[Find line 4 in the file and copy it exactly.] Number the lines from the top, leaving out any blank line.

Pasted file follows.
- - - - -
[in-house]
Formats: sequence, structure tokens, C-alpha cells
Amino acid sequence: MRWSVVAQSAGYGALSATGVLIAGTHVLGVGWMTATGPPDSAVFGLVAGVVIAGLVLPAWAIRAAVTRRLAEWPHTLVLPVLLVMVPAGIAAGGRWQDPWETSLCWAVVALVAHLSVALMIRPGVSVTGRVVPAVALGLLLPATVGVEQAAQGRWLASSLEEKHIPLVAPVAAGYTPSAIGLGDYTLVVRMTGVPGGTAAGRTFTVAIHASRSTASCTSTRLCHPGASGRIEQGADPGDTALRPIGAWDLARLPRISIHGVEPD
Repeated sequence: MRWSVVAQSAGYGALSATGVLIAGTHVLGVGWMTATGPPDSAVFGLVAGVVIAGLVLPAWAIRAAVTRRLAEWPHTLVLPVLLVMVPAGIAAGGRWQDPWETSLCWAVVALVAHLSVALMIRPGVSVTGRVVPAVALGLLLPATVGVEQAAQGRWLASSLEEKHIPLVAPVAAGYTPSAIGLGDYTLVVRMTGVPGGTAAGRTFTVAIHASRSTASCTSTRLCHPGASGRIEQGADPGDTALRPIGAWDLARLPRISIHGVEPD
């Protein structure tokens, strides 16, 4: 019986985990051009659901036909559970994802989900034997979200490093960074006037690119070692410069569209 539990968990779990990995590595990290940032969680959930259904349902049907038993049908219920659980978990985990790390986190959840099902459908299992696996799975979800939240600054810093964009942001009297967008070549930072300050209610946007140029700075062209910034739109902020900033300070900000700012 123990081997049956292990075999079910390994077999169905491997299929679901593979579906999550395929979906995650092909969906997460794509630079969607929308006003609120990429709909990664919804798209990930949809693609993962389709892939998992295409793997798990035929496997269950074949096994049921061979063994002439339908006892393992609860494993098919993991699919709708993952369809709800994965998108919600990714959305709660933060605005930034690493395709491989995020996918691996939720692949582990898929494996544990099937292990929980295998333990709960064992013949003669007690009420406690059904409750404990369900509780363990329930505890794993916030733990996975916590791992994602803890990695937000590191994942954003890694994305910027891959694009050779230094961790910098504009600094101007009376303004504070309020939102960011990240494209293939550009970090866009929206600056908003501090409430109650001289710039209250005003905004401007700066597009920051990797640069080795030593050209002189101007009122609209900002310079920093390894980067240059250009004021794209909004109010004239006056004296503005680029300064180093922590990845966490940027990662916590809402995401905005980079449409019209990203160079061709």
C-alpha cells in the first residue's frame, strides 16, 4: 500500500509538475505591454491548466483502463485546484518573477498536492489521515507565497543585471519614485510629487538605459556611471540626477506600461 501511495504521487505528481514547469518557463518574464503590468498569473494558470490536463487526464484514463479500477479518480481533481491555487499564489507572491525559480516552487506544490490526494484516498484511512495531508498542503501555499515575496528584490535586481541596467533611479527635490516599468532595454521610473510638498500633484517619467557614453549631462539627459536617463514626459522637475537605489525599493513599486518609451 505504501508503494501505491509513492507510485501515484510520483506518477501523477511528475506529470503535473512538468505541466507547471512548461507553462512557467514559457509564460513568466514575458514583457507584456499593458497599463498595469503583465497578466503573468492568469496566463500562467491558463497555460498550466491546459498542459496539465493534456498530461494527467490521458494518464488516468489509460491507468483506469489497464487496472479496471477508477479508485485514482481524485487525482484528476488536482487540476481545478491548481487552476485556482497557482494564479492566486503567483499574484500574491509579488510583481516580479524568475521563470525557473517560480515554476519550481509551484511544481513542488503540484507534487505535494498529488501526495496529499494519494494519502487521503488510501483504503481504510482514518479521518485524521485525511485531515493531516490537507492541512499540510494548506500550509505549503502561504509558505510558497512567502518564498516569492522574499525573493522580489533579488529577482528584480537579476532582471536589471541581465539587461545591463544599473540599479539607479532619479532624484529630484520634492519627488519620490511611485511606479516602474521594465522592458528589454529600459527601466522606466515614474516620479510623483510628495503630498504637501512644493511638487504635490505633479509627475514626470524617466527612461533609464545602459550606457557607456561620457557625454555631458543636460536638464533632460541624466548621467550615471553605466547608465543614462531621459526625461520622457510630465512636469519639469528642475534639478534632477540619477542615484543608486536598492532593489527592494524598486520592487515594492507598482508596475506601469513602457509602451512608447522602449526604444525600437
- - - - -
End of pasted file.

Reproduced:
Repeated sequence: MRWSVVAQSAGYGALSATGVLIAGTHVLGVGWMTATGPPDSAVFGLVAGVVIAGLVLPAWAIRAAVTRRLAEWPHTLVLPVLLVMVPAGIAAGGRWQDPWETSLCWAVVALVAHLSVALMIRPGVSVTGRVVPAVALGLLLPATVGVEQAAQGRWLASSLEEKHIPLVAPVAAGYTPSAIGLGDYTLVVRMTGVPGGTAAGRTFTVAIHASRSTASCTSTRLCHPGASGRIEQGADPGDTALRPIGAWDLARLPRISIHGVEPD